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Cesar (BFI Film Classics)by Stephen Heath
Synopses & Reviews
The writer and director Marcel Pagnol (1895-1974) is today perhaps best known outside France as a result of the international acclaim garnered by film adaptations of his novels Jean de Florette and Manon des sources. He wrote César (1936), which brought to a close the hugely popular "Marseille trilogy," directly for the screen. Although the trilogy's first two films--Marius (1931) and Fanny (1932)--were not directed by Pagnol, he played a substantial part in their making, and the trilogy overall was very much his work.
After mapping Pagnol's career and situating his turn to cinema in the context of the coming of "talking pictures," Stephen Heath discusses César and its relation to the Marseille trilogy. In so doing, he considers questions of speech and accent, cinema and theatricality, stereotypes and the film's cultural effects. Above all, he looks at César's relation to the contemporary artistic and historical reality of Marseille, the locale of the trilogy and in many ways its main character.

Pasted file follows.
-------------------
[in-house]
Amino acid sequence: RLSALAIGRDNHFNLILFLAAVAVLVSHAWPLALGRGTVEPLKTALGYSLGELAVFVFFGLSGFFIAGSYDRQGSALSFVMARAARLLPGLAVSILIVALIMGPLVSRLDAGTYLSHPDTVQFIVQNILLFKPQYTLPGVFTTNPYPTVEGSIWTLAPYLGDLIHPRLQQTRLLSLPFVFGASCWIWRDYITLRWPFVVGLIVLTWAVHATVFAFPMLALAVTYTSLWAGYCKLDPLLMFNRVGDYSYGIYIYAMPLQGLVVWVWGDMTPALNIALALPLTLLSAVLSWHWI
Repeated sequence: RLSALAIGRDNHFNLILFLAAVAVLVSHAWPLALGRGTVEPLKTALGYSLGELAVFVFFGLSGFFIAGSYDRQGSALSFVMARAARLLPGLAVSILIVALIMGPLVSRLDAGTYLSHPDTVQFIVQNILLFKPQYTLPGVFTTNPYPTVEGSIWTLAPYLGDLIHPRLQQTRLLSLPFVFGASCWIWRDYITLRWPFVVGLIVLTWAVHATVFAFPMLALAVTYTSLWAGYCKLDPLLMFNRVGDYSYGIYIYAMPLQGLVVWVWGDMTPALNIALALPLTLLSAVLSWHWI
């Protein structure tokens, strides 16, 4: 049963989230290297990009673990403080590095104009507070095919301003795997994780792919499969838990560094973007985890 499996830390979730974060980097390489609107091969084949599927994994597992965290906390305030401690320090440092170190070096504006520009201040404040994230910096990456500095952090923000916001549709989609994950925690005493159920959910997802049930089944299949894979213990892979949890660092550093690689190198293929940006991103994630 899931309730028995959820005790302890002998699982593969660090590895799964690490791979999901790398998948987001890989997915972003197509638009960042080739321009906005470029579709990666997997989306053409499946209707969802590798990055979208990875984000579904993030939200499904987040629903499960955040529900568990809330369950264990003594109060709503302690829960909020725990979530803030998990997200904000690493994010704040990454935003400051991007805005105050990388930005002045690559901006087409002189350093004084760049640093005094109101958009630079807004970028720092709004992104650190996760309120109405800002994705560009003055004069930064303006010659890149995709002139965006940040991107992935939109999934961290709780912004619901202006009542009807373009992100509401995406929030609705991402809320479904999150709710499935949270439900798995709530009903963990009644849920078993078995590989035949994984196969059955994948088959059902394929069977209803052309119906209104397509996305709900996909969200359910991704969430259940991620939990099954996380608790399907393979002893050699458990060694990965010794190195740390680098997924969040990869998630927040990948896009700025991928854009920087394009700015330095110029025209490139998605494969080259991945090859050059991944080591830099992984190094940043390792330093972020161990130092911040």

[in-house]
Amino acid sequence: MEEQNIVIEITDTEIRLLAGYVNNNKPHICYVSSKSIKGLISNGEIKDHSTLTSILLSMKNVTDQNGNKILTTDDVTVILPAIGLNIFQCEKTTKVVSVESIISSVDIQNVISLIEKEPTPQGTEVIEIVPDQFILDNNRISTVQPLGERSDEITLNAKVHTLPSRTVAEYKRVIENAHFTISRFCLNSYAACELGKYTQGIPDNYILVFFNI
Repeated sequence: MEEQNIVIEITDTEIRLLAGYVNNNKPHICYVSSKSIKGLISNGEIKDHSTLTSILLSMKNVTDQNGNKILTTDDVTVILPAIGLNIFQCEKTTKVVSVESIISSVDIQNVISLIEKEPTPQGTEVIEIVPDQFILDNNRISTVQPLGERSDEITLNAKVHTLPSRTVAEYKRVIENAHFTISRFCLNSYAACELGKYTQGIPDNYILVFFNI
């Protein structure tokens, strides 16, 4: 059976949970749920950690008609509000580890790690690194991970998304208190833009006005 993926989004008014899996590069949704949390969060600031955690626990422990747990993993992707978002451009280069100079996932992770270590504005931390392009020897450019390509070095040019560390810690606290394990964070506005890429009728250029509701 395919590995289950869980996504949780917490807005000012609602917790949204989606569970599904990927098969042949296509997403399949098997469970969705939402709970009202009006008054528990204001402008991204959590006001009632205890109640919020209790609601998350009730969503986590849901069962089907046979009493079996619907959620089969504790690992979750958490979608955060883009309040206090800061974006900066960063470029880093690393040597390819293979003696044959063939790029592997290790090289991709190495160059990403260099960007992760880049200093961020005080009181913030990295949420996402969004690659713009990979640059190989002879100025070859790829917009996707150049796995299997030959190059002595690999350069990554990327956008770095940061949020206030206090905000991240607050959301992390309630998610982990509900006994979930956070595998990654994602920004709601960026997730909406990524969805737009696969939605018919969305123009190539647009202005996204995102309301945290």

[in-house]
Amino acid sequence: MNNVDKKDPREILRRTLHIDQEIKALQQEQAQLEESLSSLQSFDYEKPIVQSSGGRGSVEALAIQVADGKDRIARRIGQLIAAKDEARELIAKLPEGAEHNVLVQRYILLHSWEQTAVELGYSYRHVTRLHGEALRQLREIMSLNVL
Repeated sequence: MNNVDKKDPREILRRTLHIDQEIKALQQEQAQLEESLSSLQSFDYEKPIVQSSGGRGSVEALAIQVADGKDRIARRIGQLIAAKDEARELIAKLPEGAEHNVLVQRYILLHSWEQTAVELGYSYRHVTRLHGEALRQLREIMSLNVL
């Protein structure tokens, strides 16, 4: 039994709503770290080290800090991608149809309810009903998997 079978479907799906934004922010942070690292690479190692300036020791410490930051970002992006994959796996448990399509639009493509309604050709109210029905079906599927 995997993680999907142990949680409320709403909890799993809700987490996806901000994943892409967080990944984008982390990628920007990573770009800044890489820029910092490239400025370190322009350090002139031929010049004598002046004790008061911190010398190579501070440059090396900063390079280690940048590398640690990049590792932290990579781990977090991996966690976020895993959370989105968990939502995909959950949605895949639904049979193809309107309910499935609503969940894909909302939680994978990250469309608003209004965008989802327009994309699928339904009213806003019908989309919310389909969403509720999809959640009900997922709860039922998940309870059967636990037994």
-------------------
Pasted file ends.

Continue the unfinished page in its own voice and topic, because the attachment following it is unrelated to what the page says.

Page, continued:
Bringing to a close his "Marseille" trilogy, Cesar was one of Marcel Pagnol's most significant projects. This text reviews the questions that Pagnol posed in the film, looking at how he reflected the contemporary and artistic culture of the city, around which the trilogy was based.
About the Author
Stephen Heath is a fellow of Jesus College, Cambridge. He is the author of Questions of Cinema (1985), among other books.
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